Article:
News about circumcision from Australia

and around the world : 2018



Genital autonomy and sexual wellbeing


All children - male, female and intersex - have an interest in “genital autonomy”. In a wide-ranging, deply-researched essay, Brian Earp and Rebecca Steinfeld argue that this means all children should be protected from medically unnecessary alterations to their genitals, but that adults should be free to undergo such surgeries if they have given informed consent. These rules are necessary not merely because surgical operations such as circumcision, female genital cutting (FGM) and intersex genital cutting (”normalisation surgery”) violate accepted principles of bioethics and human rights, particularly the child’s right to an open future; but also because such surgeries harm the child by removing erogenous tissue that makes a major contribution to sexual function. The authors point out that a person’s genitals are a particularly significant and uniquely intimate part of his/her body, and thus that in normal circumstances any unwanted touching in that area may constitute sexual assault. The various “health” and “cultural” justifications that have been offered for such procedures are the focus of intense controversy, but even if there was consensus on the “benefits” they would not outweigh the risks involved, nor the long term harms arising from the loss of significant bodily tissues.

Abstract. Purpose of review: To survey recent arguments in favor of preserving the genital autonomy of children—female, male, and intersex—by protecting them from medically unnecessary genital cutting practices. Recent findings: Nontherapeutic female, male, and intersex genital cutting practices each fall on a wide spectrum, with far more in common than is generally understood. When looking across cultures and comparing like cases, one finds physical, psychosexual, and symbolic overlaps among the three types of cutting, suggesting that a shared ethical framework is needed. Summary: All children have an interest in genital autonomy, regardless of their sex or gender.

The authors conclude: “Western societies, if they wish to be consistent, may soon face a choice between two courses of action. Either they must consider tolerating at least some relatively mild forms of “culturally motivated” nontherapeutic female genital cutting (FGC) performed on minors—so long as they do not cross an arbitrary threshold of presumed harmfulness—or they must consider a less tolerant attitude toward “cosmetic” female and intersex surgeries as well as medically unnecessary male circumcision performed before an age of consent. Although each approach has advantages and disadvantages, a benefit of the latter approach is that it would prioritize the genital autonomy of all vulnerable children, regardless of their race, religion, sex, or gender, thus eliminating concerns about fair treatment and equal protection.”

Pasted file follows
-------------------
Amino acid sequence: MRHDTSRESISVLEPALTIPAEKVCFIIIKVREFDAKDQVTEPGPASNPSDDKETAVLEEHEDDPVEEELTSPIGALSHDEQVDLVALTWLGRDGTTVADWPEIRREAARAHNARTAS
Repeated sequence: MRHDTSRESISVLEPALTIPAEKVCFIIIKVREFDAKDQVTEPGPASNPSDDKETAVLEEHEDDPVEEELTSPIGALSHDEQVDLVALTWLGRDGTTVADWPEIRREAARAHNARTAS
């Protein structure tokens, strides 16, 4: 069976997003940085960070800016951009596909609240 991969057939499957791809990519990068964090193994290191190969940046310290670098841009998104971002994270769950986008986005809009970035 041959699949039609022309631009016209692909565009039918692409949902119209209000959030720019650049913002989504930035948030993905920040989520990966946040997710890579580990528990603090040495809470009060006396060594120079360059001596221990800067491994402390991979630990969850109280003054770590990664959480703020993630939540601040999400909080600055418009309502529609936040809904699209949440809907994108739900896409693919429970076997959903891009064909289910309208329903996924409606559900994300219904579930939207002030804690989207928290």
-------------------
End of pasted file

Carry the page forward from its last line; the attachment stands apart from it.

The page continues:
Brian Earp and Rebecca Steinfeld. Genital autonomy and sexual well being. Current Sexual Health Reports, in press. Full text available here.

More important than gender neutral language:

A gender-neutral policy on child genital cutting

In an earlier paper prepared for the European Parliament the same authors argue that the old genital cutting paradigm - circumcision good or OK, FGM bad and unacceptable - is outmoded, and should be replaced by a new paradigm based on gender neutrality. Under the new paradigm, all children - male, female and intersex - should be protected from medically unnecessary alterations to their private parts. This would not necessarily mean heavy-handed attempts to criminalise or otherwise legally prohibit circumcision and other forms of genital cutting, as such efforts are likely to fail in the teeth of popular resistance. In countries where FGM is entrenched as a cultural practice, laws against it have had little impact. Far more effective are efforts to discourage such practices through community education programs and the elimination of financial and other incentives, such as health insurance rebates.

The abstract reads as follows: “Moral and legal opposition to the non-therapeutic cutting of children’s genitals has traditionally focused on female children. In recent years, however, a growing movement of scholars, activists, and individuals affected by childhood genital cutting have argued that all children, regardless of sex or gender, should be protected from such intimate violations. By drawing attention to the overlapping harms to which female, male, and intersex children may be exposed as a result of having their genitals cut, this movement posits a sex and gender neutral—that is, human—right to bodily integrity and genital autonomy. This article introduces and outlines some of the main arguments supporting this perspective.”